The F-Word stage blog: June 2020

It feels like we’ve got a lot to cover this month. Let’s get into it.

First of all, the annual festival Trans Vegas run by Manchester company Trans Creative (where I am a board member) has moved online this year and is happening this weekend, 19 until 21 June. All the events look great, but I particularly want to flag up 100 Trans Voices. It seems to me that very often the loudest voices talking about anything to do with trans people are coming from cis women right now, and that can’t be right. It’s much better of course to listen to trans folk talk about their own experiences themselves. At this particular moment in time when the government seem hellbent on harming trans people, there’s no better time to tune in. Please do!

More Homemakers works have gone on sale on the HOME website. They include Vici Wreford-Sinnott’s Siege, a short, filmed character monologue exploring what it means to be disabled and ‘looked at’; and Complicité’s everything that rises must dance, a live virtual gathering of women on 20 June in a performance that celebrates female movement and relationships.

At 9pm on 25 June, Sofie Hagen is streaming a live show Happy Fat. It’s described as: “part talk, part comedy, part storytelling, part pep talk” and sounds ace.

Desiree Burch has uploaded her show Tar Baby to YouTube, and asks that if you get anything out of it, that you consider donating to the The Bail Project. Megan Stodel reviewed the show in Edinburgh in 2015 with: “The show is filled with well-made points, and while it can be uncomfortable at times, it feels like this is part of the inevitable process of facing up to the truth of continuing racism.”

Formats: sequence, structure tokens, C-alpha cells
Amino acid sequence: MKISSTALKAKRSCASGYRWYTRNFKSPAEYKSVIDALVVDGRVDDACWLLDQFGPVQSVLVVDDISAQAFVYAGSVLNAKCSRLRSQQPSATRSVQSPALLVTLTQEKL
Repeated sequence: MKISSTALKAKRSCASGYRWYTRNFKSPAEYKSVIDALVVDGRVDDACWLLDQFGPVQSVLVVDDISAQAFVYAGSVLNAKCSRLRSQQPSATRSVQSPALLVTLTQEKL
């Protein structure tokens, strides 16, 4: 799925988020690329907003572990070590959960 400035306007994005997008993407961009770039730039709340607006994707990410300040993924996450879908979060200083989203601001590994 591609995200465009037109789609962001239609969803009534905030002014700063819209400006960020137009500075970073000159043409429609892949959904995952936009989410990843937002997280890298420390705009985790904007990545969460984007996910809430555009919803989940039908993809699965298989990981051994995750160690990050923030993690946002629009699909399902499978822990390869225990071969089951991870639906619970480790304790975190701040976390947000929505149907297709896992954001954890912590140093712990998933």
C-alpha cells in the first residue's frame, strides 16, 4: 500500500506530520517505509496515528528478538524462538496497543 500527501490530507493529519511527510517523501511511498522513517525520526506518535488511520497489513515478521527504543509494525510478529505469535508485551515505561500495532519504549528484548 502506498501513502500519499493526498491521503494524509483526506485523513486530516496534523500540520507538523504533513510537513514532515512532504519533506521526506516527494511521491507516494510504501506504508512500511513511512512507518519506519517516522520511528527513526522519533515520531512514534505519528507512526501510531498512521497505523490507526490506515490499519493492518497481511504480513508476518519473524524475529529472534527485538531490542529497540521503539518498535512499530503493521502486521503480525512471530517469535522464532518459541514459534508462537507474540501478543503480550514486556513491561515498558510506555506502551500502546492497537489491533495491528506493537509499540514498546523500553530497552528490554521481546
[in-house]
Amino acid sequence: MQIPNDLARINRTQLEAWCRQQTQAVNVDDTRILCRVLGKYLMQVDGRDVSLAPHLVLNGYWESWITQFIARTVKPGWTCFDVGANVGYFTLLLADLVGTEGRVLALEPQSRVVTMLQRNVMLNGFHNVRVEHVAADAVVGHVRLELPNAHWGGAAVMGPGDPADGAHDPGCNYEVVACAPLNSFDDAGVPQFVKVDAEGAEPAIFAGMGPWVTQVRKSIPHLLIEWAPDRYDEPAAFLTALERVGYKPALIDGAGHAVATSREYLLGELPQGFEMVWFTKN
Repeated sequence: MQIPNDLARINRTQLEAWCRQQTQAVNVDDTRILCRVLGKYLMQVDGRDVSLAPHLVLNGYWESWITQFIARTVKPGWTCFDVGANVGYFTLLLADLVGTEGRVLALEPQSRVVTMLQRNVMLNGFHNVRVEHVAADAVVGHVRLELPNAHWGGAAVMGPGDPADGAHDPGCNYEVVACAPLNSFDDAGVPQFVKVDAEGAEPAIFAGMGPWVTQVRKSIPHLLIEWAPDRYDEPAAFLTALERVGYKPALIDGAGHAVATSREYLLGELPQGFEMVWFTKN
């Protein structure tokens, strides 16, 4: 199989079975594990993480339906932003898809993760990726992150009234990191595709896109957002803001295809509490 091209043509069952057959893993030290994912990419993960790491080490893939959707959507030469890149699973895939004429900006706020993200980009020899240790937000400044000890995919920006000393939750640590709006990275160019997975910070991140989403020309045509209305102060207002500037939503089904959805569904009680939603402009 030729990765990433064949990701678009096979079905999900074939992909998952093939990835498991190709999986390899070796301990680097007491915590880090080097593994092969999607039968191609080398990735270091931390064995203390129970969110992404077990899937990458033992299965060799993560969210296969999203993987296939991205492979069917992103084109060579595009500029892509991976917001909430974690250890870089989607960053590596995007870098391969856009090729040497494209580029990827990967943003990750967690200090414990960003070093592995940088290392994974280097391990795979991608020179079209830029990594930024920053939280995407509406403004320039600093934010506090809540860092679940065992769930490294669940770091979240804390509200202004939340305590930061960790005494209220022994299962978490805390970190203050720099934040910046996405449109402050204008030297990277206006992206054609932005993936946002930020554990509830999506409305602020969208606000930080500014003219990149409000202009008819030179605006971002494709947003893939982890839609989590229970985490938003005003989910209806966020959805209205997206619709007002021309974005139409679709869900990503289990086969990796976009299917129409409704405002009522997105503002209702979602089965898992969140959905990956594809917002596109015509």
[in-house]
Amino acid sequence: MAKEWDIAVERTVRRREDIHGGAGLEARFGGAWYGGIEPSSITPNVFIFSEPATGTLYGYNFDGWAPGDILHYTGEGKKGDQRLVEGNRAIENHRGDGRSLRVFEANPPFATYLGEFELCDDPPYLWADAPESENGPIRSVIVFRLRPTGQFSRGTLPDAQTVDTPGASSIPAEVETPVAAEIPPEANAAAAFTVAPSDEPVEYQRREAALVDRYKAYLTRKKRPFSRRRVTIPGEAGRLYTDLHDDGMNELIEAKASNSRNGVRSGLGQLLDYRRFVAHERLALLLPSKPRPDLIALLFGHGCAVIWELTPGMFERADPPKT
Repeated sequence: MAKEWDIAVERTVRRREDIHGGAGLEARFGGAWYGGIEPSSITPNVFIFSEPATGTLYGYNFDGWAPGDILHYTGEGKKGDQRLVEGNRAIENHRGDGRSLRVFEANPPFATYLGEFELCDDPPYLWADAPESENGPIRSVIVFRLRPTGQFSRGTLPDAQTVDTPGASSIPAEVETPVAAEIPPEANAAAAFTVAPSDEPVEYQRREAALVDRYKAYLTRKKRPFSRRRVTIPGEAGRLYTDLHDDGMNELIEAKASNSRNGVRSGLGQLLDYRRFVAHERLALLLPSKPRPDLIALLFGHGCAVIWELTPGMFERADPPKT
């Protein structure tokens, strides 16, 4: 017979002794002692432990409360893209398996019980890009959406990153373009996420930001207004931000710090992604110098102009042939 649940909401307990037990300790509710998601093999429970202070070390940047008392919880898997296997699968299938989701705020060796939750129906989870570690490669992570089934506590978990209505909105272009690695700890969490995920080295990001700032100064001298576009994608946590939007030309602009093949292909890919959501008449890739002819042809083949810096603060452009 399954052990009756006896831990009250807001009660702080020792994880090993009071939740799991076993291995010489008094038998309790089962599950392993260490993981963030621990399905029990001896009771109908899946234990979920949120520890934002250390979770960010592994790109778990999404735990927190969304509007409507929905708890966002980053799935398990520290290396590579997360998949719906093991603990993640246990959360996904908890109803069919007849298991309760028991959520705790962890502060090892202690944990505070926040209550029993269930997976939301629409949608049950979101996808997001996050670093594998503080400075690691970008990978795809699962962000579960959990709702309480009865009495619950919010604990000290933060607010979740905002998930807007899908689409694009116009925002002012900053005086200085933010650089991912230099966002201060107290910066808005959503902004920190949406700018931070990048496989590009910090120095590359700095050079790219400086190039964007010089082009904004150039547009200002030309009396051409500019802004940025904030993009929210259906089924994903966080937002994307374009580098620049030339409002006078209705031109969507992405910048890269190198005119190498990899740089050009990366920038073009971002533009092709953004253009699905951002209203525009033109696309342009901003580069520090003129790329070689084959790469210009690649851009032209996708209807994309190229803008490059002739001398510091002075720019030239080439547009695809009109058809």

We’ve got a great list of resources relating to Black Lives Matter here, but I also wanted to draw your attention some of the testimonies that black people have been giving about their experiences at drama school plus this new initiative to try to get clarity on just how diverse arts organisations are.

You’ll have read of course about how some comedy programmes are being removed from platforms, often because they used blackface and sometimes because of language. Some of these are very recent programmes too. I think what seems to be missing from some of the discussions is an acknowledgement that decisions like this aren’t final or absolute. It’s still perfectly possible to buy a copy of The League Of Gentlemen; watching The Mighty Boosh hasn’t been made illegal. They’ve just been removed from some platforms for a bit. In this world that we live in, where media can be shared so easily and great comedy can be discovered almost endlessly, I am baffled why anyone would talk about things like this in such absolute terms. Personally I have no problem in coming down on the side of oppressed where’s there’s a choice. But as others have pointed out, this is a sideshow to the main event anyway. Does it really matter?

As this terrifically badly-handled crisis continues, it’s getting harder and harder to see how live comedy and theatre will cope, at least in the form they had until recently. The long running immersive The Great Gatsby in London has relatively ambitious plans to reopen, but I always wonder what they’re going to do about toilets with things like this, plus won’t everyone have to get public transport to get there? Good luck to them anyway. Elsewhere major theatres are starting to make people redundant.

And finally, if you happen to have any spare pennies knocking around, here’s another place you can donate them to.

The feature image is a Trans Vegas festival banner by illustrator Jamie Neville. It is a drawing with a crayon or pastel texture of dark blue and yellow banners on a lighter blue background with the words: “Trans Creative presents / Trans Vegas Digital / The trans revolution will be televised”.